Dharmakirti (Skt. Dharmakīrti; Tib. ཆོས་ཀྱི་གྲགས་པ་, Chökyi Drakpa, Wyl. chos kyi grags pa) (7th century) was born to a brahmin family in the South of India. After receiving a brahmanical education, he later became interested in the Buddhist teachings. He then travelled to Nalanda in order to receive teachings from a direct disciple of Vasubandhu. Dharmapala was still living—Dharmakirti received ordination from him—but Dignaga had passed away. Instead he received instruction from Ishvarasena, who was Dignaga's direct disciple. Having entirely comprehended Dignaga's oeuvre, he became perhaps the greatest master of pramana and went on to compose the 'Seven Treatises on Valid Cognition'.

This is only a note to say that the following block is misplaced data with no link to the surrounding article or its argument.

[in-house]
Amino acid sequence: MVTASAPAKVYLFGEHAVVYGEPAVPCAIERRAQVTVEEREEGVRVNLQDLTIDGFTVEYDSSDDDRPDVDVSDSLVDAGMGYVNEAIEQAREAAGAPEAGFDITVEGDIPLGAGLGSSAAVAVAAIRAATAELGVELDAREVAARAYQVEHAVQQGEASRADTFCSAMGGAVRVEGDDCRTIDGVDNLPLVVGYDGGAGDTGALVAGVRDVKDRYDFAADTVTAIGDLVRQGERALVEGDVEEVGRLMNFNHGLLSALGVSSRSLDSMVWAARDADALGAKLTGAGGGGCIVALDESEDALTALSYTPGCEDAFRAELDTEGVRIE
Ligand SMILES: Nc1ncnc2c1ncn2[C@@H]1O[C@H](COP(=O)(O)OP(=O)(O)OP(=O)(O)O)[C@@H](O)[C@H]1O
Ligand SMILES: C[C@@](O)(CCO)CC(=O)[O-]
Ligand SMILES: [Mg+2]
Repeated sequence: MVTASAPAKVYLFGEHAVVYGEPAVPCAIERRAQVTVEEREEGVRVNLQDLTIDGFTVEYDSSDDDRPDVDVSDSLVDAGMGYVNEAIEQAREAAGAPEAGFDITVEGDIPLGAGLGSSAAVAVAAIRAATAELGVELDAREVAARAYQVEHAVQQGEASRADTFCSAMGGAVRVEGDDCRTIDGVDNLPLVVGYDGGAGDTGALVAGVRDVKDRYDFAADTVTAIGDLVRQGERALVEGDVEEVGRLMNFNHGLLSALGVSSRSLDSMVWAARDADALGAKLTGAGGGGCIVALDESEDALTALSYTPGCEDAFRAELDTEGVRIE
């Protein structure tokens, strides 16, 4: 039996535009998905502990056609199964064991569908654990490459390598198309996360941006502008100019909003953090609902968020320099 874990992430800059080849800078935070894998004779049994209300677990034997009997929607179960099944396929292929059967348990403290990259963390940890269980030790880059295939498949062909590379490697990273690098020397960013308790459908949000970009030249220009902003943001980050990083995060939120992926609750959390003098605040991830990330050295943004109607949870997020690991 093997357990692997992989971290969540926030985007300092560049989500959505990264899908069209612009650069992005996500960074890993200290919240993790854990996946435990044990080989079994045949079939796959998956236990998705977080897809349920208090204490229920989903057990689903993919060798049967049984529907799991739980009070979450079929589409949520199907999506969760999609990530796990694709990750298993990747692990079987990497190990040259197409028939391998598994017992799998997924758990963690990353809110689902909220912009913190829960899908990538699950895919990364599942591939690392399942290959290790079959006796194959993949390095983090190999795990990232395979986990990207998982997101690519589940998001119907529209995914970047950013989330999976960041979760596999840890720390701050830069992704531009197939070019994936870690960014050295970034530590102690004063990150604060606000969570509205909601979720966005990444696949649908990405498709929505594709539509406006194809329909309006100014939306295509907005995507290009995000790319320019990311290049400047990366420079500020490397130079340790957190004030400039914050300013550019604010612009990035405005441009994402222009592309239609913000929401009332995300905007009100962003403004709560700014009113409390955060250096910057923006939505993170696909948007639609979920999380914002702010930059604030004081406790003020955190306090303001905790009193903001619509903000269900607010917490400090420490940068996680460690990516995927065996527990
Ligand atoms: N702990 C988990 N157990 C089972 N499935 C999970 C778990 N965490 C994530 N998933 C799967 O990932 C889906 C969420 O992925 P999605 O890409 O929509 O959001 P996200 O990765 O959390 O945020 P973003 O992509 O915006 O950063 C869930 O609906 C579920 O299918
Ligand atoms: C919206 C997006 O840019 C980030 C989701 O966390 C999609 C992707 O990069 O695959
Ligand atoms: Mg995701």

The nature of mind is clear light,
Defilements are only adventitious.
When there is an “I”, there is a perception of other,
And from the ideas of self and other come attachment and aversion,
As a result of getting wrapped up in these,
All possible faults come into being.
That which can ultimately perform a function
Is here said to be ultimately existent.
All else besides has relative existence.
- Georges B. J. Dreyfus, Recognizing Reality: Dharmakīrti's Philosophy and Its Tibetan Interpretations, SUNY, 1997
- John D. Dunne, Foundations of Dharmakirti's Philosophy, Wisdom Publications, 2004
- Tom J. F. Tillemans, Scripture, logic, language: essays on Dharmakīrti and his Tibetan successors, Wisdom Publications, 1999